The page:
Diseases & Conditions


A B C D E F G H I J K L M N O P Q R S T U V W X Y Z

Depression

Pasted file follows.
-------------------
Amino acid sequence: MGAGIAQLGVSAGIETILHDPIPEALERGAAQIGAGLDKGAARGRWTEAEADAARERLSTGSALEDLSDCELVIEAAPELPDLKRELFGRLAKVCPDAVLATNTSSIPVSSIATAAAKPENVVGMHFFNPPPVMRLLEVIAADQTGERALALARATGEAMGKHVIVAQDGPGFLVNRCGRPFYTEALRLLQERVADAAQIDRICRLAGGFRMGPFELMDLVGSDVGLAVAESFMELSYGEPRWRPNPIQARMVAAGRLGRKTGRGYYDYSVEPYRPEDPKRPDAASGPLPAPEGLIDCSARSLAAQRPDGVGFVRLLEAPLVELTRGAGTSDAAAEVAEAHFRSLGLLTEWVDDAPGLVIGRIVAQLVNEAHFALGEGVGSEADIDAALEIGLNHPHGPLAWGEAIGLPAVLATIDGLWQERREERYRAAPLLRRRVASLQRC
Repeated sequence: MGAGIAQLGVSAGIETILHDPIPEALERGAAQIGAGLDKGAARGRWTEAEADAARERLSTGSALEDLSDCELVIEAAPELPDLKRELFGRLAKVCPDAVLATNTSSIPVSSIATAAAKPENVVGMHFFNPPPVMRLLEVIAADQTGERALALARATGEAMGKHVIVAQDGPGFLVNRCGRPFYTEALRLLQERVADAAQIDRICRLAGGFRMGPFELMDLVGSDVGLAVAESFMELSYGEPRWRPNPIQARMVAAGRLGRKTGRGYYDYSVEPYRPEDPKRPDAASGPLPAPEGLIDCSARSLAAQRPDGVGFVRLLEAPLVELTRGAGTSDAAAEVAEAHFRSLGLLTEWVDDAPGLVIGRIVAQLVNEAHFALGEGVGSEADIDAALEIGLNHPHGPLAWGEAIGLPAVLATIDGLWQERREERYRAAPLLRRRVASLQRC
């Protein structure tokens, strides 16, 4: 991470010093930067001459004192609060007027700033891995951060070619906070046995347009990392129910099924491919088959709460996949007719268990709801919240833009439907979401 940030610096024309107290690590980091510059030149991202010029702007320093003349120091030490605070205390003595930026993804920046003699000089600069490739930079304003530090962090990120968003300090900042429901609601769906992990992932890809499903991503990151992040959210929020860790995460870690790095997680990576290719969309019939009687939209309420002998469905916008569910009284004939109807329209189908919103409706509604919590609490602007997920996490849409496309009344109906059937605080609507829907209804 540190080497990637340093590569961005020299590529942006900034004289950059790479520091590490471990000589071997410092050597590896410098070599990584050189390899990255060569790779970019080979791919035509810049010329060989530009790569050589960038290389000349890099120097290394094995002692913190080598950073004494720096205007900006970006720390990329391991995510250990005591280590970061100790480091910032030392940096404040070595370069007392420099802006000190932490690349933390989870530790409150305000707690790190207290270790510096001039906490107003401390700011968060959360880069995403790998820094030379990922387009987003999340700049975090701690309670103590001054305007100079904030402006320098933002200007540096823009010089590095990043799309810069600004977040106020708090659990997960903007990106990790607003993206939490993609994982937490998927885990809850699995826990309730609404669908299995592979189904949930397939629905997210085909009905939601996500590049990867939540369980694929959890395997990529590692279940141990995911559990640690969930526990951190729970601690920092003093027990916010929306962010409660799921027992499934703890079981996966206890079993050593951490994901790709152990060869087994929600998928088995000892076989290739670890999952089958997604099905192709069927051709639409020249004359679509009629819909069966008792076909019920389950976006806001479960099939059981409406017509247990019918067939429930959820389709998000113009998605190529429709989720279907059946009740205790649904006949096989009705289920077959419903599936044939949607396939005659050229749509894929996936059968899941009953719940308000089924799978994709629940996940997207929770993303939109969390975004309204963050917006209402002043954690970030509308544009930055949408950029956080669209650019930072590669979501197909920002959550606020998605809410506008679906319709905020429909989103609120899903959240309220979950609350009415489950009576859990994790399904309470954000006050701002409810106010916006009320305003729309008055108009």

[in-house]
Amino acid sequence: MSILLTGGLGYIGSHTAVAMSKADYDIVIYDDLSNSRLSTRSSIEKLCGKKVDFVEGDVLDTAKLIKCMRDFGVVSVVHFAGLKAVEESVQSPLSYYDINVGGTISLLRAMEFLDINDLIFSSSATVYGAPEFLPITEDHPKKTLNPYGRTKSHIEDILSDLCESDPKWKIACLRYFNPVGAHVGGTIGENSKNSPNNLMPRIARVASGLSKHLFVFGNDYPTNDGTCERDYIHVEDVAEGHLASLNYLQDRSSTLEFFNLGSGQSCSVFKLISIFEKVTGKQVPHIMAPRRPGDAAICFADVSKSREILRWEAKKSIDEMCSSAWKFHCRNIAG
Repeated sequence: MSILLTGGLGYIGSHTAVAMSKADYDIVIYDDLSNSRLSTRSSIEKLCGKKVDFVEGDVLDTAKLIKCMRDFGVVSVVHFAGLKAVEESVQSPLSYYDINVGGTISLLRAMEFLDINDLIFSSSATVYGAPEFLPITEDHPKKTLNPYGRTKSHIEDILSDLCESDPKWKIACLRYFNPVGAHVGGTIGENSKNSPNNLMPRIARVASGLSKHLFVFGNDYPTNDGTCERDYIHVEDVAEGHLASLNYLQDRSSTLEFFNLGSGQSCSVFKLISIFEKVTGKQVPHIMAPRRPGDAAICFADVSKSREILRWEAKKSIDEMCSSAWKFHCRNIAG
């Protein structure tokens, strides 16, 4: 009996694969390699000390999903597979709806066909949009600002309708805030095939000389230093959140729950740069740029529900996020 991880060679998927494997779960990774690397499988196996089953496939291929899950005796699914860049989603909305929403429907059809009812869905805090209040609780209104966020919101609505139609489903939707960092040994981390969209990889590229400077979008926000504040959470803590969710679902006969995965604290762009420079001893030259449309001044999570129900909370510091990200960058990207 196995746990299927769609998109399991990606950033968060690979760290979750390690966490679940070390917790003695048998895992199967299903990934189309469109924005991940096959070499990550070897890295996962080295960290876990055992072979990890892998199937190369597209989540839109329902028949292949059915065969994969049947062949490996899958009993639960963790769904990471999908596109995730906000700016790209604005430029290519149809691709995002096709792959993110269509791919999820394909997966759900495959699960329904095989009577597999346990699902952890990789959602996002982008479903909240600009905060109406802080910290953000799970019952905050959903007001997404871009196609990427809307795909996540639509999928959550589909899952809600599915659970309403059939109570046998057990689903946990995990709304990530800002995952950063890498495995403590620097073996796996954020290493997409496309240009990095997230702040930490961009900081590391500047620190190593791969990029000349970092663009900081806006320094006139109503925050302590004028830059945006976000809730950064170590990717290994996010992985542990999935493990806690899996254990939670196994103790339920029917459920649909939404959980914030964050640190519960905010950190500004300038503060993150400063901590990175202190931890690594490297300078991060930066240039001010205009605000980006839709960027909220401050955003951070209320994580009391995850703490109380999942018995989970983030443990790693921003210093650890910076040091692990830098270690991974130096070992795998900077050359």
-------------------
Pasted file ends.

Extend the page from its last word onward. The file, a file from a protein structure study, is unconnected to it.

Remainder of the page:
A person who feels sad all the time, has unexplained crying spells, or loses interest in usual activities may have major depression, a serious medical illness that should be distinguished from normal temporary feelings of sadness after a loss, such as the death of a relative or friend. SYMPTOMS OF MAJOR DEPRESSION Having at least 5 of these symptoms occurring nearly every day for at least 2 weeks: Feeling sad or empty Decreased interest or pleasure in activities Appetite change with weight loss or weight gain Decreased or increased sleeping Fatigue or loss of energy Feeling worthless or guilty Being either agitated or slowed down Difficulty thinking or concentrating Recurrent thoughts of death or suicide OTHER TYPES OF DEPRESSION Bipolar disorder (previously called manic-depressive disorder)—occurrence of episodes of major depression and episodes of abnormally elevated mood called mania (severe) or hypomania (less severe) Dysthymia—mild depression symptoms lasting for at least 2 years Postpartum depression—a mother's depression occurring after the birth of her baby Seasonal affective disorder—major depression occurring regularly in seasons with low sunlight TREATMENTS FOR DEPRESSION Medications—Several types of antidepressant medications have been shown to be effective for depression, but they must be taken for several weeks before they begin to work. Psychotherapy—Several kinds of "talking therapies" have also been shown to be effective for depression. They involve evaluating and changing the thoughts, attitudes, and relationship problems that are associated with depression. Bright light—Daily exposure to bright light can be helpful for seasonal depression. Electroconvulsive therapy—A series of treatments involving passage of electric current through the brain while the patient is under anesthesia can often relieve even severe depression. These treatments are usually given about 3 times per week for several weeks. Anyone who is experiencing symptoms of depression should be evaluated by a doctor. Although individuals with depression often feel that nothing can help them, effective treatments are available. Evaluation and treatment are particularly important to prevent suicide. Depression is the most common cause of suicide. FOR MORE INFORMATION American Psychiatric Association http://www.psych.org National Mental Health Association http://www.depression-screening.org Depression and Bipolar Support Alliance http://www.dbsalliance.org National Institute of Mental Health http://www.nimh.nih.gov Source: JAMA. 2008;300(18): 2202.